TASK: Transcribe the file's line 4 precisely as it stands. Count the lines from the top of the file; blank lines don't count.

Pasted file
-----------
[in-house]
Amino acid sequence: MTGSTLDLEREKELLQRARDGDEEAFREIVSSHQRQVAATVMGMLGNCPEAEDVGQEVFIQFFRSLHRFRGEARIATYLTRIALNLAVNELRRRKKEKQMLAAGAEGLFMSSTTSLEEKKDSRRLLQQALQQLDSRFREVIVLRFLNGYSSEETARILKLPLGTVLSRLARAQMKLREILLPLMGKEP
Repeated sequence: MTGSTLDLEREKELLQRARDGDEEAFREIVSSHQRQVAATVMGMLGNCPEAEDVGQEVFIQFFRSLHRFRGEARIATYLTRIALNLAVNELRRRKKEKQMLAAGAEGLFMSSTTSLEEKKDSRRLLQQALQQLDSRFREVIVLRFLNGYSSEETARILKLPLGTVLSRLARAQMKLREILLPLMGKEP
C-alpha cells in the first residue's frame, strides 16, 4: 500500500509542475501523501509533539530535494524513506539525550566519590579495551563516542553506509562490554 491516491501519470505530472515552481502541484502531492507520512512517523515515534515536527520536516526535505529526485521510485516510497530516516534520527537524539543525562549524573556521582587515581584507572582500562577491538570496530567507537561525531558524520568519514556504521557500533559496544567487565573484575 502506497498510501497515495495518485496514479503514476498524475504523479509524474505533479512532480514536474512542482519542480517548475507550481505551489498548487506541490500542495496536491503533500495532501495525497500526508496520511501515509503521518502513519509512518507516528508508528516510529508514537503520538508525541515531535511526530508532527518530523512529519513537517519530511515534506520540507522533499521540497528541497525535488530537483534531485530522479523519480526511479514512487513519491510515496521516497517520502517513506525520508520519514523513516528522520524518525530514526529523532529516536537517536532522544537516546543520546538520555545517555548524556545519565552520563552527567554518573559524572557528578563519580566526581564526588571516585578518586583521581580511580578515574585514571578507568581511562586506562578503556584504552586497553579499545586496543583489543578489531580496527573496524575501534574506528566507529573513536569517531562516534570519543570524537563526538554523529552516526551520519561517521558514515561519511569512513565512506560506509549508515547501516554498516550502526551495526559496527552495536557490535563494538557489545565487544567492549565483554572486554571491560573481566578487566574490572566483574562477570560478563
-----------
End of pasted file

C-alpha cells in the first residue's frame, strides 16, 4: 500500500509542475501523501509533539530535494524513506539525550566519590579495551563516542553506509562490554 491516491501519470505530472515552481502541484502531492507520512512517523515515534515536527520536516526535505529526485521510485516510497530516516534520527537524539543525562549524573556521582587515581584507572582500562577491538570496530567507537561525531558524520568519514556504521557500533559496544567487565573484575 502506497498510501497515495495518485496514479503514476498524475504523479509524474505533479512532480514536474512542482519542480517548475507550481505551489498548487506541490500542495496536491503533500495532501495525497500526508496520511501515509503521518502513519509512518507516528508508528516510529508514537503520538508525541515531535511526530508532527518530523512529519513537517519530511515534506520540507522533499521540497528541497525535488530537483534531485530522479523519480526511479514512487513519491510515496521516497517520502517513506525520508520519514523513516528522520524518525530514526529523532529516536537517536532522544537516546543520546538520555545517555548524556545519565552520563552527567554518573559524572557528578563519580566526581564526588571516585578518586583521581580511580578515574585514571578507568581511562586506562578503556584504552586497553579499545586496543583489543578489531580496527573496524575501534574506528566507529573513536569517531562516534570519543570524537563526538554523529552516526551520519561517521558514515561519511569512513565512506560506509549508515547501516554498516550502526551495526559496527552495536557490535563494538557489545565487544567492549565483554572486554571491560573481566578487566574490572566483574562477570560478563